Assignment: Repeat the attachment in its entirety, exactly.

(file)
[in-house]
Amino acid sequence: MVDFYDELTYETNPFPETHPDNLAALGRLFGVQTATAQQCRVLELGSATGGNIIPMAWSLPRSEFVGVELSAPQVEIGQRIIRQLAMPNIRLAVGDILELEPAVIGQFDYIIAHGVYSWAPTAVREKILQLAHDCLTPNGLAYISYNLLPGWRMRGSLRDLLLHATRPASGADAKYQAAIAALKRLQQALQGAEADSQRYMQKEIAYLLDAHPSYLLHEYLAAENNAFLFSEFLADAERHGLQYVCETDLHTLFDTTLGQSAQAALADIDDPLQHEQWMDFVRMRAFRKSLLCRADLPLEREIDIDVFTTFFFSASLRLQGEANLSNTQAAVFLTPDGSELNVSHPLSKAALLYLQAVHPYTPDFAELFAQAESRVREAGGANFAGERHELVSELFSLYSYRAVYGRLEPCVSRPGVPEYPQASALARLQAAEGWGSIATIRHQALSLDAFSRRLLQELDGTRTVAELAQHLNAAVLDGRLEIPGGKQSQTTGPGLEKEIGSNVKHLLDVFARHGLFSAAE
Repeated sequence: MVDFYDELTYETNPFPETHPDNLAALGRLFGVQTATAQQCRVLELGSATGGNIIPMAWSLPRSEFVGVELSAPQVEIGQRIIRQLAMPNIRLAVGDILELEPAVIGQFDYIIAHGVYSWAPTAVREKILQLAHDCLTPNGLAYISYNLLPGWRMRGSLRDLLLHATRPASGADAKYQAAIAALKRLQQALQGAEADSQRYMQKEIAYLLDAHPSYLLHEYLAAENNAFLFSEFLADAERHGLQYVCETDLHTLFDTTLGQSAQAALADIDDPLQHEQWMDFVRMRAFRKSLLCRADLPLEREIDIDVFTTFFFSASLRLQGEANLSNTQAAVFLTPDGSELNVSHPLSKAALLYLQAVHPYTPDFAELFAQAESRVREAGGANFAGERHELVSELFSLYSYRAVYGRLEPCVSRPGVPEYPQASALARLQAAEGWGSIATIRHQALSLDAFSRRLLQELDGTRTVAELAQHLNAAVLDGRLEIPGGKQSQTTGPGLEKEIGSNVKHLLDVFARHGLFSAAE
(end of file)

[in-house]
Amino acid sequence: MVDFYDELTYETNPFPETHPDNLAALGRLFGVQTATAQQCRVLELGSATGGNIIPMAWSLPRSEFVGVELSAPQVEIGQRIIRQLAMPNIRLAVGDILELEPAVIGQFDYIIAHGVYSWAPTAVREKILQLAHDCLTPNGLAYISYNLLPGWRMRGSLRDLLLHATRPASGADAKYQAAIAALKRLQQALQGAEADSQRYMQKEIAYLLDAHPSYLLHEYLAAENNAFLFSEFLADAERHGLQYVCETDLHTLFDTTLGQSAQAALADIDDPLQHEQWMDFVRMRAFRKSLLCRADLPLEREIDIDVFTTFFFSASLRLQGEANLSNTQAAVFLTPDGSELNVSHPLSKAALLYLQAVHPYTPDFAELFAQAESRVREAGGANFAGERHELVSELFSLYSYRAVYGRLEPCVSRPGVPEYPQASALARLQAAEGWGSIATIRHQALSLDAFSRRLLQELDGTRTVAELAQHLNAAVLDGRLEIPGGKQSQTTGPGLEKEIGSNVKHLLDVFARHGLFSAAE
Repeated sequence: MVDFYDELTYETNPFPETHPDNLAALGRLFGVQTATAQQCRVLELGSATGGNIIPMAWSLPRSEFVGVELSAPQVEIGQRIIRQLAMPNIRLAVGDILELEPAVIGQFDYIIAHGVYSWAPTAVREKILQLAHDCLTPNGLAYISYNLLPGWRMRGSLRDLLLHATRPASGADAKYQAAIAALKRLQQALQGAEADSQRYMQKEIAYLLDAHPSYLLHEYLAAENNAFLFSEFLADAERHGLQYVCETDLHTLFDTTLGQSAQAALADIDDPLQHEQWMDFVRMRAFRKSLLCRADLPLEREIDIDVFTTFFFSASLRLQGEANLSNTQAAVFLTPDGSELNVSHPLSKAALLYLQAVHPYTPDFAELFAQAESRVREAGGANFAGERHELVSELFSLYSYRAVYGRLEPCVSRPGVPEYPQASALARLQAAEGWGSIATIRHQALSLDAFSRRLLQELDGTRTVAELAQHLNAAVLDGRLEIPGGKQSQTTGPGLEKEIGSNVKHLLDVFARHGLFSAAE